Wednesday, December 29, 2010

Taming Bourke Parakeets

Hidden under my hand is a baby Bourke being fed,.
I spoke with a woman recently who wanted a hand fed Bourke so that it would already be tame. The two Bourkes on my arm at the left are equally as tame. Yet, the one closest to my shoulder was hand fed and the one by my elbow was not.

In fact, Pretty Boy, as I've started calling him was several months old before I decided to work to tame him. Generally, the younger they are, the easier to tame any bird. In spite of the fact that he wasn't newly weaned, he tamed down easily for me. There are exceptions, of course, but most Bourkes are gentle and sweet, so also easy to tame.  Success, however, largely depends on the person who is doing the handling.

Pretty Boy was in a cage with other Bourkes and Splendids scheduled to be sold. I looked at his deep rose color one day and decided he'd make a nice mate for one of my favorite young hens. So, he stayed and I started talking to him.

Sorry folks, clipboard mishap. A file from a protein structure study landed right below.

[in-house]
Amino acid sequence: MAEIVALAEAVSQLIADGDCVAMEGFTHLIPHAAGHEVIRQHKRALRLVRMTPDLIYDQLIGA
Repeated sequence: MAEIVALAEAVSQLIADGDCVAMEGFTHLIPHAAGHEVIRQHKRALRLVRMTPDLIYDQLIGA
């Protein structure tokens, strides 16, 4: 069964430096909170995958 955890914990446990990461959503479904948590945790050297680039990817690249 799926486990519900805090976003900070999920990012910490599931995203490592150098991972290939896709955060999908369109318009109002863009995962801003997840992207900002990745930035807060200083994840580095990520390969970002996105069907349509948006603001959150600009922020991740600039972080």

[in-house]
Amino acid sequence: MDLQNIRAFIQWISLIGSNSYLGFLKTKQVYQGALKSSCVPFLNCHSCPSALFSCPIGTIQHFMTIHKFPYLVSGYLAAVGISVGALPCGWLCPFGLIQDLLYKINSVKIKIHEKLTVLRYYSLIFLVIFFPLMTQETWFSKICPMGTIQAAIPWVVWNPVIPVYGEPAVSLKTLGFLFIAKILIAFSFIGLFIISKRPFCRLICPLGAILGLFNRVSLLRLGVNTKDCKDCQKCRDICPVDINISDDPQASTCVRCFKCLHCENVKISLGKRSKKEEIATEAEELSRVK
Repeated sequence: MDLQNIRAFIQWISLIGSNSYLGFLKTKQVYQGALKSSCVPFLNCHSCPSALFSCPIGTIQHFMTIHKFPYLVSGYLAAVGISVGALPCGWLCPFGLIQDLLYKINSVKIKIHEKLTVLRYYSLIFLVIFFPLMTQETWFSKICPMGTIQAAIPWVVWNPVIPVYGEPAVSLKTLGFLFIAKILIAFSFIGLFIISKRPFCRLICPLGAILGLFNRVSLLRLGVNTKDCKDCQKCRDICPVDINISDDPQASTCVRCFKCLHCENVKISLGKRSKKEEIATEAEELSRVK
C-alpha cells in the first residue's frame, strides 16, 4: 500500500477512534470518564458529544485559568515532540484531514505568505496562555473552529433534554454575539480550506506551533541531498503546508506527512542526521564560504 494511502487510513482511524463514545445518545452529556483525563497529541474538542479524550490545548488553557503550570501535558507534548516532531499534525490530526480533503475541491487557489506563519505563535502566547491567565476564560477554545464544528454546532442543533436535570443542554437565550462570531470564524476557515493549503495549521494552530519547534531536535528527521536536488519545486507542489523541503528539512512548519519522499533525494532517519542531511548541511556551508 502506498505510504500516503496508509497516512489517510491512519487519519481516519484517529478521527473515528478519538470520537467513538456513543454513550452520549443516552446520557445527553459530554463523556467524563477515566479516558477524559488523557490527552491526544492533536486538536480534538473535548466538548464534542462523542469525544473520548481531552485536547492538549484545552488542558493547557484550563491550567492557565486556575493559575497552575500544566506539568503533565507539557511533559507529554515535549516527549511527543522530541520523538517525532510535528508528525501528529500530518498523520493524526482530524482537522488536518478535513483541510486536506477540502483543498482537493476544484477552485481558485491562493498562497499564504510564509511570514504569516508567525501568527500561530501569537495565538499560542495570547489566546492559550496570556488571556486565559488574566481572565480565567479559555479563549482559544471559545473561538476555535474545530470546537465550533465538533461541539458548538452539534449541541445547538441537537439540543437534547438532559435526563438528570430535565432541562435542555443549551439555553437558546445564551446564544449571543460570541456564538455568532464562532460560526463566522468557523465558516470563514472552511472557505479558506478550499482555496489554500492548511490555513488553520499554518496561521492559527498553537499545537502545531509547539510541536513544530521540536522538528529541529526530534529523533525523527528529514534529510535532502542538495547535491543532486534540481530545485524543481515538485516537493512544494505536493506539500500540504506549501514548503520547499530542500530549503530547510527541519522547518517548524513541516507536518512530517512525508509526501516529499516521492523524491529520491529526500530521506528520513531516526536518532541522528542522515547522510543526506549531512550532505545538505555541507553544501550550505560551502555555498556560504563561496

"Sweet" talking to Bourkes encourages them.
Talking softly to any bird frequently throughout the day is important. They are alert little ones and will listen to you. Honest. You can say almost anything, but I think they sense your intent. So, it's wise to tell them how much you care for them and want them to trust you. "Sweet" talk is as important to a bird you want to tame, as it would be to a newborn child. Talk to them as if they are a baby and they'll respond best.
Pretty Boy isn't hand fed, but he's tame.

Chasing a bird around in a cage will do more to frighten it then tame it. If you have a safe room, free of mirrors or uncovered windows, use it. Allow the bird to fly, and walk to it again and again until it's willing to get onto your hand or finger. It will tire. You may have to pick it up and put it on your hand, or open your hand and let it stand there. Once it sees it's not in danger, it will gradually begin to allow itself to sit on your finger. It can't hurt to offer it a treat that it likes. If the bird is panting (I hope it didn't get that tired), offer it a cup of cold water. A familiar container like it is used to in its cage is good. I like to offer the Bourkes spray's something they love.